Some patients feel let down by the Government's medicinal cannabis proposals, saying they're afraid it won't make the expensive, hard-to-get drugs accessible enough.
"What I'd really like to see is a patient-centred model," patient Katie Thomas told Newshub.
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Her concerns were mirrored by other patients who came together on Wednesday to learn details of the Government's new medicinal cannabis scheme.
When asked why the patient focus is so important, Benjamin Ragland told Newshub: "It seems that all this is geared around industry and money and pharmaceutical products."
Johanna Hood said her first takeaway of the discussion document was that she doesn't really see "much talking about us as the people that need it as medicine".
"I get the impression that they are really focused on highly processed, chemical medicine rather than natural herbs that grow form the Earth."
When asked if he had struck the right balance, Health Minister David Clark told Newshub: "This consultation document is the opportunity for patients, prescribers, and exporters to give their feedback."
Under the Government's details of the proposed scheme, doctors rather than specialists will be able to prescribe the drugs once they're approved and options for high-quality standards have been set out for growers and manufacturers.
The new model will allow cannabis-infused drugs in pill form, creams and vaping. Patches will be available, but only if government-approved. The same will go for injected products, as well as ear and eye drops.
But medicinal smoking products are a no-go: It's too harmful and hard to measure. Infused edibles and food are also out.
To get a prescription from a doctor now, patients need a recommendation from a specialist, like a neurologist, and the Ministry of Health signs it off. The Government now plans to scrap the ministry from the process.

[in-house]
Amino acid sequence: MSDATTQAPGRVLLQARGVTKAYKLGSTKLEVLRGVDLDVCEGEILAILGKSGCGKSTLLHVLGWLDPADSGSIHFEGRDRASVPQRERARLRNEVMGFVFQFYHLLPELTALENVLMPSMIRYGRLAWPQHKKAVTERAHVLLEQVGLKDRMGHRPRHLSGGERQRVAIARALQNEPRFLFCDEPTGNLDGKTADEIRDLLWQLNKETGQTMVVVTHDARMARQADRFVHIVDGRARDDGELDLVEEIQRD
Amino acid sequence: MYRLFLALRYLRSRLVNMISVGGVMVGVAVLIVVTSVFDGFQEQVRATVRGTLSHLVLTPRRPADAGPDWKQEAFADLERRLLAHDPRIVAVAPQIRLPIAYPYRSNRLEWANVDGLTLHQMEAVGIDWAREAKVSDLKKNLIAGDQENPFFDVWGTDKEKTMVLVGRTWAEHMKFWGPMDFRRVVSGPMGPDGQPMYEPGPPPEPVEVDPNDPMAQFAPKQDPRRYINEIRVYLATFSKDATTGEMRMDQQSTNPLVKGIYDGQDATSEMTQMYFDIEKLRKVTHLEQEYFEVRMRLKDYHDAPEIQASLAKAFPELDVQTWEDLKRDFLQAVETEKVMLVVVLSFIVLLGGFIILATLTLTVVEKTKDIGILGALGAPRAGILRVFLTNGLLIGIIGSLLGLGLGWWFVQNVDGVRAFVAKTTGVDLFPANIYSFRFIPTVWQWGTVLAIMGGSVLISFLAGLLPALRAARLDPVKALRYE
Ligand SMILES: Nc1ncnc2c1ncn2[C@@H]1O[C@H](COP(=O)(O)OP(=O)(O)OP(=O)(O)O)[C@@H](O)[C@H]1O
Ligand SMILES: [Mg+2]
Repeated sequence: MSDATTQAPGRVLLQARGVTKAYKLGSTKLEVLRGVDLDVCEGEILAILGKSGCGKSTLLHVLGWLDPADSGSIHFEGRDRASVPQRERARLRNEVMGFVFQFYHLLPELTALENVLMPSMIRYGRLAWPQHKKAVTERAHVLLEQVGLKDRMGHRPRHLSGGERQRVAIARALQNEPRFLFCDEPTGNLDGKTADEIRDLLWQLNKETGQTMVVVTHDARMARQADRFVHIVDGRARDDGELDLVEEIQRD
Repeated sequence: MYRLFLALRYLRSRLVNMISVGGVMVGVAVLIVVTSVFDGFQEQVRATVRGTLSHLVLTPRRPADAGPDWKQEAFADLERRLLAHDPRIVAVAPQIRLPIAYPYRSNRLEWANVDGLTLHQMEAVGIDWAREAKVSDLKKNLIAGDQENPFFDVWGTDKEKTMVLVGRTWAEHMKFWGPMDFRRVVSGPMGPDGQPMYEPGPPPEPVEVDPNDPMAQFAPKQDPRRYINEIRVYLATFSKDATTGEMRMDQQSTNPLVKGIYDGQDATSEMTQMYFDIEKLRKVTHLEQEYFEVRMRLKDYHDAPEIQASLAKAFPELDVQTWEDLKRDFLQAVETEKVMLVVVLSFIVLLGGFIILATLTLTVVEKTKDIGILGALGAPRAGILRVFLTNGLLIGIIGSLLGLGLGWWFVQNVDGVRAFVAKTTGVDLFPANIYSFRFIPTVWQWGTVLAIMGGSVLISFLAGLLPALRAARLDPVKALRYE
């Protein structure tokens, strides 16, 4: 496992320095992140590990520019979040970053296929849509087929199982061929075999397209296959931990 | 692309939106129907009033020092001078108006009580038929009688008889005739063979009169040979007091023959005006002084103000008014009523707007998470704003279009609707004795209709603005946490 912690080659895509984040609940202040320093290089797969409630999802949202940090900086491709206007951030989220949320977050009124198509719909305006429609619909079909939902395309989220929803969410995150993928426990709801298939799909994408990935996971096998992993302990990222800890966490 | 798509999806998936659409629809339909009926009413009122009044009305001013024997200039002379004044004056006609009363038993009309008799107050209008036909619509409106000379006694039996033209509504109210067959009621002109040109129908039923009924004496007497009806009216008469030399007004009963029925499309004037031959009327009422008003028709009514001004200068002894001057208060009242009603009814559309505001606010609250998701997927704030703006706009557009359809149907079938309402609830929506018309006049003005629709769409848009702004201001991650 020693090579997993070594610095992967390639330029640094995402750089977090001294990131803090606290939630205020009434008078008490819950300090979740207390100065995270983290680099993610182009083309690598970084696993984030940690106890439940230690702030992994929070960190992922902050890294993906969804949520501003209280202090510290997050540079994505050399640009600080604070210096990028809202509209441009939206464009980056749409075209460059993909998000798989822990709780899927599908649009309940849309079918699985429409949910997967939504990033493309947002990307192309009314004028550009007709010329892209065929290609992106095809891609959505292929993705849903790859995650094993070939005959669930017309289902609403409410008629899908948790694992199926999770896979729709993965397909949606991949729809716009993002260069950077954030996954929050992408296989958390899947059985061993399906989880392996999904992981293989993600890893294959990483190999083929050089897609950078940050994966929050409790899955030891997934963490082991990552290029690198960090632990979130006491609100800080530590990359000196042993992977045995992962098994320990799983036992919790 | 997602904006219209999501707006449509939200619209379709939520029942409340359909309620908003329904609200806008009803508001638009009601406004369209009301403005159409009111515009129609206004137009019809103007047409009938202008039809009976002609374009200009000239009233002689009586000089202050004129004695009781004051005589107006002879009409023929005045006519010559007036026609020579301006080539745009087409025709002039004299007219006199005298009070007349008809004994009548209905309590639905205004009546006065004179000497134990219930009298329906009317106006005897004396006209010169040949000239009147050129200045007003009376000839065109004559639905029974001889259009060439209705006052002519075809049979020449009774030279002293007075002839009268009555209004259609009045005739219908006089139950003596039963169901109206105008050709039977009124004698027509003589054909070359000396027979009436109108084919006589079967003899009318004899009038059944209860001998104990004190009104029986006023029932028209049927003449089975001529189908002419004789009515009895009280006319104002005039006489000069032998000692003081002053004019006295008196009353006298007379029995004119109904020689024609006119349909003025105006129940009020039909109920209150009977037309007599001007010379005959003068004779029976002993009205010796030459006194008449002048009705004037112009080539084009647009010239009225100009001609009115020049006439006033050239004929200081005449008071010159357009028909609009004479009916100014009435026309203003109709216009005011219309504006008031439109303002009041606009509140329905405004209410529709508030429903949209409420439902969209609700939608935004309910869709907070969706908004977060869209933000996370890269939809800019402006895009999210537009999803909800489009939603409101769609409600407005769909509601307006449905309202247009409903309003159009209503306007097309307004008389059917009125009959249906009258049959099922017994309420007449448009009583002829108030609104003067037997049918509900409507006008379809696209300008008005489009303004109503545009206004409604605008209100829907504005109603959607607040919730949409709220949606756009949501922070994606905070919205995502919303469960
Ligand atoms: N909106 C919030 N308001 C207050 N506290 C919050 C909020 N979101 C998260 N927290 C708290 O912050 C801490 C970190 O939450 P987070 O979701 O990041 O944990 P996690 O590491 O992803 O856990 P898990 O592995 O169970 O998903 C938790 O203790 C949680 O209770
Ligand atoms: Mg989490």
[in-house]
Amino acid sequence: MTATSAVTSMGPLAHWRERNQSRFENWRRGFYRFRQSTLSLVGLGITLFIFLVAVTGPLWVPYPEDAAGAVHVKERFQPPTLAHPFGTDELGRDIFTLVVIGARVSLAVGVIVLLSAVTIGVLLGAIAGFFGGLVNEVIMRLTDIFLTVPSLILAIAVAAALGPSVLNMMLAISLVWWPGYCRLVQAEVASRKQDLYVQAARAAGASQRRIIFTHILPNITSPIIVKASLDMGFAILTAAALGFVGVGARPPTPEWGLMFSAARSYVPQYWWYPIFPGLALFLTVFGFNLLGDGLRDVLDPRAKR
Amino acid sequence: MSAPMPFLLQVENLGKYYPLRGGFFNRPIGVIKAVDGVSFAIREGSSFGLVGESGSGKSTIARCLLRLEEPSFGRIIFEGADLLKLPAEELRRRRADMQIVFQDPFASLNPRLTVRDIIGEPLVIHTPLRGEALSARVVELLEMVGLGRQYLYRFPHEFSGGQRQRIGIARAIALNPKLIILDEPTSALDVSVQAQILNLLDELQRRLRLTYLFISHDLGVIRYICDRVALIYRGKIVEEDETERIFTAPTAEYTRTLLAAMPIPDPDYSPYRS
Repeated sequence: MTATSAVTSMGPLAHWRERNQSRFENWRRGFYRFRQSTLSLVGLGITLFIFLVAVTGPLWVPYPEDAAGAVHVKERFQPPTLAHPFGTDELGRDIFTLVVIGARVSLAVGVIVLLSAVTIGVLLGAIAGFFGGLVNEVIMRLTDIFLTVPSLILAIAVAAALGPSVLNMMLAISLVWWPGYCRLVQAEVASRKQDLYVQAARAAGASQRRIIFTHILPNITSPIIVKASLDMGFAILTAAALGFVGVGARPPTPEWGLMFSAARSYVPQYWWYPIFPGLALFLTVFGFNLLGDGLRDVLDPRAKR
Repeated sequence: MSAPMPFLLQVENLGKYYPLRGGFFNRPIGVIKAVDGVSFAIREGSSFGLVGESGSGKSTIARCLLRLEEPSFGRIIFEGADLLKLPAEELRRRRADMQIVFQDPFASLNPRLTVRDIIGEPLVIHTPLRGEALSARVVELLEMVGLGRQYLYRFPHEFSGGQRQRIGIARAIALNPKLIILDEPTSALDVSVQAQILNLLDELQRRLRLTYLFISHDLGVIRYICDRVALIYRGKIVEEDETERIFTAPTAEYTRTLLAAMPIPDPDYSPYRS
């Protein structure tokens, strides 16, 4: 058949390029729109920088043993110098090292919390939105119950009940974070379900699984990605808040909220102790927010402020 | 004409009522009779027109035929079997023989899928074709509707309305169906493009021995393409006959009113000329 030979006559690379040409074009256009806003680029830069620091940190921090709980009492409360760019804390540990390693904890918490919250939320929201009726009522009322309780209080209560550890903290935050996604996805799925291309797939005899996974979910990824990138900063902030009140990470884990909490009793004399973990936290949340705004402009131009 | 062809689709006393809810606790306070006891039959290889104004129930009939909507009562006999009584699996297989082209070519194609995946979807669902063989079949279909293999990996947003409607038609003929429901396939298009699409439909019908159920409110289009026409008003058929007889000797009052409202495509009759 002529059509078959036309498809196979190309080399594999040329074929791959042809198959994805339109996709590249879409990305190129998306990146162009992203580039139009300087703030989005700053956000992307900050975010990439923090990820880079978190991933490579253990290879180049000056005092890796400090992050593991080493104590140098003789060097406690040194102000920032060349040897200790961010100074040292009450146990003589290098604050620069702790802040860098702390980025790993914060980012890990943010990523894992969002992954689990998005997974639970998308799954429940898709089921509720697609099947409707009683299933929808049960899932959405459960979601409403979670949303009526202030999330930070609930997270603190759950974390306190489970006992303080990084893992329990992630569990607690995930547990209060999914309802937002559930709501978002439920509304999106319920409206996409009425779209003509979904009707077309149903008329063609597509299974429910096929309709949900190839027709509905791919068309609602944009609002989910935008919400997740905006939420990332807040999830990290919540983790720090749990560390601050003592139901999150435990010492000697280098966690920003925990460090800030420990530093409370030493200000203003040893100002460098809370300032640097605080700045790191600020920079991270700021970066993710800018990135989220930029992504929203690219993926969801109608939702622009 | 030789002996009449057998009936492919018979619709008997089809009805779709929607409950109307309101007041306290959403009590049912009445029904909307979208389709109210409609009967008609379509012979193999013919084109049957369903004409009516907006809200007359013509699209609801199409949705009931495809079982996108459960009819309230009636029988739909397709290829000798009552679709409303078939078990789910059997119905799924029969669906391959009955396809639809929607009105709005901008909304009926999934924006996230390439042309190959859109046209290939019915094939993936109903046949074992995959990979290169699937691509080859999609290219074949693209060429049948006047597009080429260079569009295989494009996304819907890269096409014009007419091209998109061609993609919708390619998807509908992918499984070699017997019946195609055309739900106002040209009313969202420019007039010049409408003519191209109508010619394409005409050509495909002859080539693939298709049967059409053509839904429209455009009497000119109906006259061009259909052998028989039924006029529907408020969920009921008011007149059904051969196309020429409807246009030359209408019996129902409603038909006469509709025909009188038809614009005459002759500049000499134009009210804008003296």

Doctors will be able to give prescriptions independently, but only when the drugs have been approved.
Dr Clark said he would consider medicinal cannabis if it was prescribed by his doctor, "As I would any other medicine they would potentially prescribe me, according to the evidence".
When asked if doctors should be allowed to prescribe medicinal cannabis without specialist consent, doctor and medicinal cannabis consultant Dr Graham Gulbransen said doctors can already prescribe cannabidiol (CBD).
He said Ministry of Health officials not having to be involved would be a "wonderful thing".
Quality standards for the new industry are a sticking point in the discussion documents.
The Government's weighing up whether to go full pharmaceutical-grade with the same high standards as other drugs from Panadol to morphine - or to go slightly lower.
Manu Caddie, managing director of Hikurangi Cannabis Company, told Newshub the infrastructure and process required for that pharmaceutical grade are "very costly".
He said it would get passed on to patients, and without Pharmac or other government subsidies, the products could remain out of the hands of patients who really need it.
There's also a risk it could end up in the hands of those who don't really need it.
But Dr Clark said he hopes that people who really do need medicinal cannabis products will be able to get them more readily under the scheme.
"As for those who want to take cannabis outside of the law, that's probably a question for the referendum that's coming up at the election when New Zealanders will get a say about [recreational] cannabis use."